Saturday, 30 December 2017

2017 Photography Retrospective

From flybys of First World War aircraft to spending the night within the Fortress of Louisbourg, I found there were many unique experiences to photograph this year. Here are some of my favourite images from the year.

I'm always a sucker for water-related imagery, and this flowing water over a weir in Shubie Park is like a magnet for me.

I remember that even when visiting as a child, the Shubenacadie Wildlife Park peacocks had the run of the place, and things don't seem to have changed much. 

The Black Market on Grafton Street has an interesting store front, but I never bothered to stop and take a picture until there were tall snow banks in front of it.

On the same stretch of Grafton Street, I have been photographing this tree though various seasons over the last few years. I usually look for the contrast of green leaves against the red brick, but the snow caked on the branches worked just as well.

Same tree, different season. I prefer the light green leaves of spring to the darker green of summer.

My infrequent trips to Ottawa provide the occasional change in scenery. Shooting through airplane windows is a bit of a crap shoot, but sometimes it is well worth the reduced leg room in the window seat of a Dash-8.

The new Discovery Centre is full of interesting architecture.

Heck, even the HVAC systems at the Discovery Centre are interesting.

It has been a few years since our last visit, but the kids greatly enjoyed our visit to the Oaklawn Park Zoo (as did their Dad).

Bridge? What bridge?

Oh, that bridge!

I am always focusing in on fine details of the yachts that visit Halifax, and 2017 was no different.

Yacht waterline reflections feature prominently as well, of course.

Bluenose II may not count as a yacht, but whatever - I still dig the waterline reflection.

Calm water on Halifax Harbour can provide interesting reflections, like this one of Purdy's Wharf. In this case, I flipped the image, and it reminds me of smoke leaving a series of smoke stacks.

A chopstick on the assembly bench.

Ferry Foam 1. The morning sun illuminates the foam and spray at the front of the Halifax Transit ferries.

Ferry Foam 2. I have a hard time getting these shots just right - the shutter speed needs to be high enough to prevent blurring, and often there isn't enough light during my morning commute.

2017 Royal Nova Scotia Tattoo.

2017 Royal Nova Scotia Tattoo.

Who needs a foreground? Sometimes a sky is just that interesting on its own.

And again!

The Vimy Flight toured the country for Canada 150.

The Vimy Flight planes are replicas of Nieport XIs. 

Vimy Flight.

I've been following the rebuilding of the schooner Hebridee II for a few years now, and was invited to the launching at the Royal Nova Scotia Yacht Squadron.

This fellow lives at the Ross Farm Museum. 

Plowing a field at Ross Farm Museum.

2017 was a year of Tall Ships. The main festival occurred at the end of July, but there were various vessels around for the month or two before and after. In this case, Europa showed up in Lunenburg after I had hoped to catch her a month earlier.

Sails of Oosterschelde.

A lot of work went into this photo - I spent several hours dodging hornets to pick the huckleberries before taking the photo.

The view leaving Lunenburg on a whale watching boat.

An island off Lunenburg.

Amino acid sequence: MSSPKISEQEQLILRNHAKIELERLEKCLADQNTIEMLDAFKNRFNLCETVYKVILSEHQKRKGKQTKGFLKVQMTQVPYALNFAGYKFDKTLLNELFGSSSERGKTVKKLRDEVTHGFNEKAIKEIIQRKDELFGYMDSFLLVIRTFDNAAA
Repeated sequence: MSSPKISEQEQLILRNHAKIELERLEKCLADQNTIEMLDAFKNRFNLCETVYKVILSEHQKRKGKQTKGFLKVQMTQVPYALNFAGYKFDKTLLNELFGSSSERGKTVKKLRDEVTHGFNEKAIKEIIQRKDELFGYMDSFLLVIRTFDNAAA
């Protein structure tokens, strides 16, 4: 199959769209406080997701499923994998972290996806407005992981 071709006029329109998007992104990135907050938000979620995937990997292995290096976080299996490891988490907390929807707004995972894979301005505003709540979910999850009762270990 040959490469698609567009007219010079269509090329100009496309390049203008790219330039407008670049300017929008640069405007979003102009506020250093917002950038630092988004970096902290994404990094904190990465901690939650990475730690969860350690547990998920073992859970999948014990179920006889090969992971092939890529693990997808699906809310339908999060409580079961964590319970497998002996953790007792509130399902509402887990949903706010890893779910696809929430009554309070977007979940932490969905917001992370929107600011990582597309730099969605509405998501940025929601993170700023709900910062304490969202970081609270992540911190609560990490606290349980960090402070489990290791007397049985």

Schooner racing in Lunenburg.

Occasionally I show up in my own photos - I'm the silhouette to the left.

The Lunenburg waterfront usually has some boat of interest for me, but of course wooden boats are the best.
In August, we vacationed in Cape Breton, and took the opportunity to spend the night inside Fortress Louisbourg.

You could spend the night in one of four tents beside the Bastion. We stayed in a house instead, but I made sure to get photos of the tents.

I was lucky that the Big Dipper was in the sky over the Bastion that night.

The next morning, the sun rose directly in line with one of the streets in the historic town of Louisbourg.

A quick run up the hill and I caught the sun from the fortress walls.

On our way home, we stopped in on Sherbrooke Village.

Flowing water is even better when it turns a water wheel, like it does in Sherbrooke Village.

On our trip home down the Eastern Shore, there were some nice abandoned boats to finish our trip.

Floating pebbles.

I'm not a wildlife photographer by any stretch of the imagination, but sometimes I get lucky. Luckier than that sculpin, anyway.

A greenhouse at a farm near Bridgewater.

The dining car at the Tatamagouche Train Station Inn.

A tin boat near Malagash. I desaturated everything except the yellow oars.

One wonders if this road was ever straight?

In October, I managed to snag a sail onboard the rebuilt Hebridee II.

My fellow crew onboard Hebridee II.

October brings the Nocturne night art festival, and takes me to Halifax in the evening. On our way this year, I couldn't resist this image of The Alexander building under construction.

Glass blowing at Garrison Brewery during Nocturne.

Spotlights and fog in Public Gardens during Nocturne.

Dew on the compass face on HMCS SACKVILLE's bridge.

More harbour reflections - the yellow is a tower crane on the Queen's Marque site.

The Maple Building near the Halifax waterfront has been a frequent subject for my photography.

One morning, the rising sun reflected off the Maple Building and onto a passing fog.

The Nova Centre finally opened in 2017. It is difficult to get far enough away from the building to not have it tower over the camera, but there are a few angles, such as this one looking across the base of Citadel Hill.

A newly painted wall in downtown Halifax.

Shadows cast onto the base of the TD Building.

Scrap yard radiator fan in a wrecked car.

This year's Canada 150 celebrations provided a number of special opportunities for my photography, and I can only hope that 2018 brings similar opportunities!